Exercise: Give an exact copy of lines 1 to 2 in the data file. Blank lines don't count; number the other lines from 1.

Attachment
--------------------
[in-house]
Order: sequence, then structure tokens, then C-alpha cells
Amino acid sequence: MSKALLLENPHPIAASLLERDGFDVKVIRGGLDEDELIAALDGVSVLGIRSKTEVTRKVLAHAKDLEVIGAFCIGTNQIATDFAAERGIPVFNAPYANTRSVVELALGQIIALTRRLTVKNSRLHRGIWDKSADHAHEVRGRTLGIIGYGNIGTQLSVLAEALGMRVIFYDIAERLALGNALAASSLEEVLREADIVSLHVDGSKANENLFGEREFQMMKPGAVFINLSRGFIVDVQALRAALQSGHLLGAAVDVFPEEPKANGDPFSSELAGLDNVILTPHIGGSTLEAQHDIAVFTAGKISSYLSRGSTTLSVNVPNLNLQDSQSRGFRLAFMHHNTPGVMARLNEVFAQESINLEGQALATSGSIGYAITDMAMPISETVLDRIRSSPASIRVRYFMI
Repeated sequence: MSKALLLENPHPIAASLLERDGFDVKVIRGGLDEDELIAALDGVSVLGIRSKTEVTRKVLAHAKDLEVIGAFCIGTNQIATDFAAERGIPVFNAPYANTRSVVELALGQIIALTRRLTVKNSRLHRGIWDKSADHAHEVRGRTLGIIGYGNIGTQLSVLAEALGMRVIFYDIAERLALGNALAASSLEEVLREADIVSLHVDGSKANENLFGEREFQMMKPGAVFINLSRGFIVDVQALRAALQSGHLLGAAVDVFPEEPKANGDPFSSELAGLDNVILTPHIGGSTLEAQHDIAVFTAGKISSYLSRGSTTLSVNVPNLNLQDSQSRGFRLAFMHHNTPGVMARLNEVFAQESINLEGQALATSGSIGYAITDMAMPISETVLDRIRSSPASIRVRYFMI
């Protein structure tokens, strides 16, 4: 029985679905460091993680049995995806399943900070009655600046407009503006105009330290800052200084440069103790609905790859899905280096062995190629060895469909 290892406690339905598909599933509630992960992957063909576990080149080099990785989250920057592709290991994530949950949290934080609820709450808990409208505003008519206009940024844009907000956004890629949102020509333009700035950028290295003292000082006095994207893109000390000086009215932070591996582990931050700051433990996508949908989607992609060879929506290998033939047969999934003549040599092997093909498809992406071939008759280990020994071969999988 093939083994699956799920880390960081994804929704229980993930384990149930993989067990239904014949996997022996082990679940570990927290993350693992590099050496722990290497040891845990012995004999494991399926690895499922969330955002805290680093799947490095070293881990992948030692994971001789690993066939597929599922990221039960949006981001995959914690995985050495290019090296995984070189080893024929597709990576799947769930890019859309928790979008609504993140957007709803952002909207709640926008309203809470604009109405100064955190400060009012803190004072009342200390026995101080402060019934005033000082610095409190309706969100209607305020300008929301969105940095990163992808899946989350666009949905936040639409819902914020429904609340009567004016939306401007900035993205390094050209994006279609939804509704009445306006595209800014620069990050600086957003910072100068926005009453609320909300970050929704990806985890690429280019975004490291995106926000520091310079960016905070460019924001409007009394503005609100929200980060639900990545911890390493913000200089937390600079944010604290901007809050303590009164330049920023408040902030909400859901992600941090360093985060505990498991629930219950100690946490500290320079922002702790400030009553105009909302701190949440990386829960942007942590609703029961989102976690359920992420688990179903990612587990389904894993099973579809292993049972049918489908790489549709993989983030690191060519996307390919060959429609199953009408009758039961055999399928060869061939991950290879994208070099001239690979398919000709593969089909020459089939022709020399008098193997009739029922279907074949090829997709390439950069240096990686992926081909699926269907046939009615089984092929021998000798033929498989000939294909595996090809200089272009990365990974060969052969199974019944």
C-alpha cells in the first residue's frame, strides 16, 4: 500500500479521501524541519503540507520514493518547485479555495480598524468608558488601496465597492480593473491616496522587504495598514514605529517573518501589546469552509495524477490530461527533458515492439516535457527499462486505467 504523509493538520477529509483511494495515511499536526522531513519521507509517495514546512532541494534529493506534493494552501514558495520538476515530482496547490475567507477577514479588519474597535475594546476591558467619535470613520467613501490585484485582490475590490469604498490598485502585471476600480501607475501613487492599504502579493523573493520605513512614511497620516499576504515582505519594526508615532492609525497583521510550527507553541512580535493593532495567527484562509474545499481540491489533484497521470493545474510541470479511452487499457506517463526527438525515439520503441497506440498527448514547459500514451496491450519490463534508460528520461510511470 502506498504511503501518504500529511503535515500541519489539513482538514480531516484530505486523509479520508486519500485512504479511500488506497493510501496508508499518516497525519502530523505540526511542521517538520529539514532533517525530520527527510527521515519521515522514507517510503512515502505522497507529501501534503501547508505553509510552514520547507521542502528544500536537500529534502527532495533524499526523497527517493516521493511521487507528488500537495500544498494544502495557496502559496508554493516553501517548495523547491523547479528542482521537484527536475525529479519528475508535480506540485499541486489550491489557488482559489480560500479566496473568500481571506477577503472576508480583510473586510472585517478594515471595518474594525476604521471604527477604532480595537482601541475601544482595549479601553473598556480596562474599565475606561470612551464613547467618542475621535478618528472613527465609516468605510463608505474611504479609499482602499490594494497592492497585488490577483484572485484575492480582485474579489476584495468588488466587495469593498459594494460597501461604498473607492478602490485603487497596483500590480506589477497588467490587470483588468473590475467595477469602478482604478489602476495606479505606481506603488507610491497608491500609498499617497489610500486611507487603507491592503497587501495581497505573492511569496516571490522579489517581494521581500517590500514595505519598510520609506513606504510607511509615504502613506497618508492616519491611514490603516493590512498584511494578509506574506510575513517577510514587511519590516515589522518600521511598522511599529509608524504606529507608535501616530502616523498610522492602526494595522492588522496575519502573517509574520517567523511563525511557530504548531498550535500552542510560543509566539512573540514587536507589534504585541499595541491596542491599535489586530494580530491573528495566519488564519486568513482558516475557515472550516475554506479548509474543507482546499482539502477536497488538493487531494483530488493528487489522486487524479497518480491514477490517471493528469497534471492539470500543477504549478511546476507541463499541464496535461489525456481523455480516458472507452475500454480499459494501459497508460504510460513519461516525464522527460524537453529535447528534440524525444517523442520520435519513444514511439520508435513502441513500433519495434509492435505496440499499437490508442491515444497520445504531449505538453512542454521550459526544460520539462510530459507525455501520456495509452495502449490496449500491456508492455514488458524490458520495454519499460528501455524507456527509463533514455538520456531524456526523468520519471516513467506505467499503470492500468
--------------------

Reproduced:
[in-house]
Order: sequence, then structure tokens, then C-alpha cells